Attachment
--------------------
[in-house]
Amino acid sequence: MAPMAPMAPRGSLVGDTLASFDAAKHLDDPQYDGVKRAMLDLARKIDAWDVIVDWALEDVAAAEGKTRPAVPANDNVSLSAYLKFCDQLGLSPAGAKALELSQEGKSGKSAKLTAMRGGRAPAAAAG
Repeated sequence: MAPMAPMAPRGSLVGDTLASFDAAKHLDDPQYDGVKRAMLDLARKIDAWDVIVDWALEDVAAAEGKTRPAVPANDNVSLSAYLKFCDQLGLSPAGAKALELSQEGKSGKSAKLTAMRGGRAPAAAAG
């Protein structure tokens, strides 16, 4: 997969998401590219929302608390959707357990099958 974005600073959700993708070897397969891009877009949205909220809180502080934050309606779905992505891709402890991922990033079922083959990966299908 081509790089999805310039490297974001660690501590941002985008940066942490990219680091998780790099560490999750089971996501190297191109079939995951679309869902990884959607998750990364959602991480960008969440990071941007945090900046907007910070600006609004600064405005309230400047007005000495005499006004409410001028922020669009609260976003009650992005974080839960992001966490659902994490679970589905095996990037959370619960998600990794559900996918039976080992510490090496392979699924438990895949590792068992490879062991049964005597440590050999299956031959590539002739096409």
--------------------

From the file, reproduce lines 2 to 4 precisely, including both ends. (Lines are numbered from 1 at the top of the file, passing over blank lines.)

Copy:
Amino acid sequence: MAPMAPMAPRGSLVGDTLASFDAAKHLDDPQYDGVKRAMLDLARKIDAWDVIVDWALEDVAAAEGKTRPAVPANDNVSLSAYLKFCDQLGLSPAGAKALELSQEGKSGKSAKLTAMRGGRAPAAAAG
Repeated sequence: MAPMAPMAPRGSLVGDTLASFDAAKHLDDPQYDGVKRAMLDLARKIDAWDVIVDWALEDVAAAEGKTRPAVPANDNVSLSAYLKFCDQLGLSPAGAKALELSQEGKSGKSAKLTAMRGGRAPAAAAG
């Protein structure tokens, strides 16, 4: 997969998401590219929302608390959707357990099958 974005600073959700993708070897397969891009877009949205909220809180502080934050309606779905992505891709402890991922990033079922083959990966299908 081509790089999805310039490297974001660690501590941002985008940066942490990219680091998780790099560490999750089971996501190297191109079939995951679309869902990884959607998750990364959602991480960008969440990071941007945090900046907007910070600006609004600064405005309230400047007005000495005499006004409410001028922020669009609260976003009650992005974080839960992001966490659902994490679970589905095996990037959370619960998600990794559900996918039976080992510490090496392979699924438990895949590792068992490879062991049964005597440590050999299956031959590539002739096409």